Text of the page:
Mormon Tabernacle Choir Blog

Concert Spotlights Tabernacle Organ, Organists, Orchestra, and Choir

On Tuesday, June 13, at 7:30 p.m. in the Tabernacle, the Mormon Tabernacle Choir and Orchestra at Temple Square will present a special concert for the American Guild of Organists (AGO) as a signature event for its West Region convention in Salt Lake City. The concert’s first half features a symphony for organ and orchestra by Alexandre Guilmant to be performed by Richard Elliott and the Orchestra at Temple Square. Organists Clay Christiansen and Andrew Unsworth will be featured in the concert’s second half with music by the Choir and Orchestra. (Read the full concert program.)The public is invited to the free concert; no tickets are required.

With the AGO convention and the recent opening of a new Church History Museum exhibit, the Tabernacle organ is the center of attention. Tabernacle organists Richard Elliott and Andrew Unsworth shared some thoughts on this iconic instrument.

“The Tabernacle organ is one of the most refined and lovely organs I have ever played,” Elliott responded when asked about the organ. “The acoustics are the ideal blend of warmth, bloom, and clarity. It is without question the best maintained pipe organ on the planet.”

Unsworth added, “We Tabernacle organists sometimes refer to the Tabernacle organ as having a ‘signature sound.’ There are certain colors of the Tabernacle organ—such as the sounds we use for ‘As the Dew from Heaven Distilling’ at the end of the Choir’s weekly broadcast, the lush string choruses of the instrument, and the noble reed choruses—that are quintessentially the Tabernacle organ. When I hear them, I know right away what instrument I’m listening to.”

“The Tabernacle organ’s influence in the community, on Temple Square, and in the world has been profound,” continued Elliott. “On Temple Square, it is something that visitors consistently mention as a highlight of their visit. Outside of Utah, the Tabernacle organ has not only inspired millions and millions of listeners through its majestic and refined sound but has also been responsible for launching literally hundreds of musical careers. I have lost count of how many professional organists and church musicians have told me over the years that their interest in playing the organ was sparked by a broadcast or recording of the Tabernacle organ. It transcends all boundaries of creed, age, nationality, and socioeconomic status. Very few musical instruments have that kind of a following.”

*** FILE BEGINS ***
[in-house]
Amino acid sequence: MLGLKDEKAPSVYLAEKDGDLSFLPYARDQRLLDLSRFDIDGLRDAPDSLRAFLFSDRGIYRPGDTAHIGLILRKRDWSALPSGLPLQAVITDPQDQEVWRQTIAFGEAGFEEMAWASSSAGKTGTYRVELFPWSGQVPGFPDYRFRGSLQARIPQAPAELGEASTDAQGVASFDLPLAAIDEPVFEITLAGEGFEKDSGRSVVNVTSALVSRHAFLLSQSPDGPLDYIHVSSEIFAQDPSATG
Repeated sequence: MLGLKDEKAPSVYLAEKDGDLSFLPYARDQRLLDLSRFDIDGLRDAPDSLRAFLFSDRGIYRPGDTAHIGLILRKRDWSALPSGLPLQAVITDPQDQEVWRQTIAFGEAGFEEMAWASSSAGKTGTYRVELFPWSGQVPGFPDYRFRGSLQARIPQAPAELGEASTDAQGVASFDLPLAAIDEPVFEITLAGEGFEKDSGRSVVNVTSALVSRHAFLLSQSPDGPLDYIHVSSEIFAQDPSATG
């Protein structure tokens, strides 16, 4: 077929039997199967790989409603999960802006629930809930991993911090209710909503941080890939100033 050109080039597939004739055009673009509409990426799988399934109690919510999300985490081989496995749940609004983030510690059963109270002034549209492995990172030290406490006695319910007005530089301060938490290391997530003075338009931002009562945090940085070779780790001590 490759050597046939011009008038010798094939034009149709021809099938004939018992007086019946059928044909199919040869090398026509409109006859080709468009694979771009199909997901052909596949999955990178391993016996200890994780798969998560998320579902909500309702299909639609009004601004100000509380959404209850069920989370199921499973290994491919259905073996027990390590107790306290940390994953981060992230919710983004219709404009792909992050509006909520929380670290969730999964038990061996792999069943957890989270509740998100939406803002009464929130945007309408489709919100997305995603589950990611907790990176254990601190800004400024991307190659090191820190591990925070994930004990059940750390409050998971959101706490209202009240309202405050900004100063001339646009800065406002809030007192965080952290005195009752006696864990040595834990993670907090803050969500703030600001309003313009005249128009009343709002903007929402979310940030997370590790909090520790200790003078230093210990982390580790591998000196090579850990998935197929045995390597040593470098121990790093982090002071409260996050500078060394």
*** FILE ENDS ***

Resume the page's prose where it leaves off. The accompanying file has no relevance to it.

“The Tabernacle organ is not just an icon or symbol for the Church,” mentioned Unsworth, “it is an icon for the organ instrument. As an organ nerd, people often give me mugs, tote bags, and other paraphernalia with the word organ emblazoned on it, accompanied by a picture of the Tabernacle organ. For many people, when they think of the organ, it’s the Tabernacle organ they think of first.”

“The Tabernacle organ, like all great musical instruments, seems to have a soul and personality all its own, which inspires all who play it,” Elliott said. “My spirit is fed and nourished every time I sit down on the bench. When you add to that the fact that, during the waning hours of the day, from the organ console one can see the luminous Christus statue in the North Visitors’ Center through the beautiful glass windows on the north side of the Tabernacle, you have a recipe for a truly heavenly experience.”

Enjoy Upcoming Events Featuring the Organs on Temple Square!

  • Saturday, June 10, 2017: Clay Christiansen, Tabernacle organist, special performance for the American Guild of Organists in the Salt Tabernacle at 8 p.m. Open to the public. No tickets are required. Attendance is open to everyone eight years of age and older.
  • Tuesday, June 13, 2017: Mormon Tabernacle Choir and Orchestra at Temple Square Concert for the American Guild of Organists Conference in the Salt Lake Tabernacle at 7:30 p.m. No tickets are required. Attendance is open to everyone eight years of age and older.
  • Wednesday, June 14, 2017: Steven Tharp, internationally acclaimed organist, special performance for the American Guild of Organists, in the Conference Center, at 8 p.m. No tickets are required. Attendance is open to everyone eight years of age and older.
  • Daily Organ Recitals in both the Tabernacle and Conference Center on Temple Square through Labor Day. Click link for program details, times, and locations.
  • Church History Museum’s Tabernacle Organ Exhibit open until April 17, 2018.